lindy46

    US Member - 1 Year
    Replies: 387
    Topics: 26
    #239832

    Well the poppet can’t completely seal as there is a notch in the hole in the bottom of the housing to let water drain. Protects against winter freezing. So I took a different approach and blocked the hole in the bottom of the housing, left the thermostat out and ran the motor. Water immediately gushed out the exhaust relief hole on the back of the leg. Then the water flow slowly dwindled until it stopped. Let her set awhile and repeated the procedure – same thing – water gushing, slowly dwindled and stopped. When water stopped flowing the head again was hot enough to boil water. I’m at a loss.


    lindy46

    US Member - 1 Year
    Replies: 387
    Topics: 26
    #239835

    I sort of don’t think the poppet is the problem. The water pump on that motor sends water up one tube and after passing through the power head the water is presented to the thermostat. If the water is warm enough the stat opens and the water is discharged and replaced by more water from the pump. But if is too cool the stat stays closed and the water pressure unseats the poppet and returns to the pump via the second tube for recirculation. You mentioned the second tube was not connected to anything. That ain’t correct. There were some changes made about that time. Previous models returned the water directly to the pump. Then they made a change that returned the water down to the bottom of the gearcase. Needless to say, the correct parts must be used.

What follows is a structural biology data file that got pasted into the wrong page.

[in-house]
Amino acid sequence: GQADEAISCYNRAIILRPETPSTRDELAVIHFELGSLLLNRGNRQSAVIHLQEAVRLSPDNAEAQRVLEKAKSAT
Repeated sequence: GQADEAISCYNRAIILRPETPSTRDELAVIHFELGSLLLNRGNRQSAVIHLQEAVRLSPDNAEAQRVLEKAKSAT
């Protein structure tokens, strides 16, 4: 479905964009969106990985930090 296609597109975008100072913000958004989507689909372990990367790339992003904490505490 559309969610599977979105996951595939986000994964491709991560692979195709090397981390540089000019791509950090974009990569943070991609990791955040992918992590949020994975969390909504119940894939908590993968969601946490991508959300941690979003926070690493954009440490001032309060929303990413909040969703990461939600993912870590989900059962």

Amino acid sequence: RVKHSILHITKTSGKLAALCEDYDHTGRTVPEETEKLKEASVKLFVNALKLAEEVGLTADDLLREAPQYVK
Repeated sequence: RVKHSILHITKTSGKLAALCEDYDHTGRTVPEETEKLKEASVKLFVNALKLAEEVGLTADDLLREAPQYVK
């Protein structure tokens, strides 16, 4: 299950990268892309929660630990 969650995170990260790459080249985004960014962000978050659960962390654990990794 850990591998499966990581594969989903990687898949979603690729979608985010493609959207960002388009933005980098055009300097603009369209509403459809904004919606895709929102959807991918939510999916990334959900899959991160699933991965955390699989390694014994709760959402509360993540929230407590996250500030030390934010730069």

The second tube was not connected when I pulled the gearcase because it was a long shaft tube. I don’t know what the previous owner was thinking. I replaced it with a correct tube which enters one of the two grommets on top/side of pump housing via #3 (impeller housing cap) on the parts diagram. There is also a third copper tube coming out the underside of the housing via part #3 and going to a grommet further down in the gearcase. Is that correct?

    • This reply was modified 5 days, 1 hour ago by lindy46.
    • This reply was modified 5 days, 1 hour ago by lindy46.
    • This reply was modified 5 days, 1 hour ago by lindy46.

    fleetwin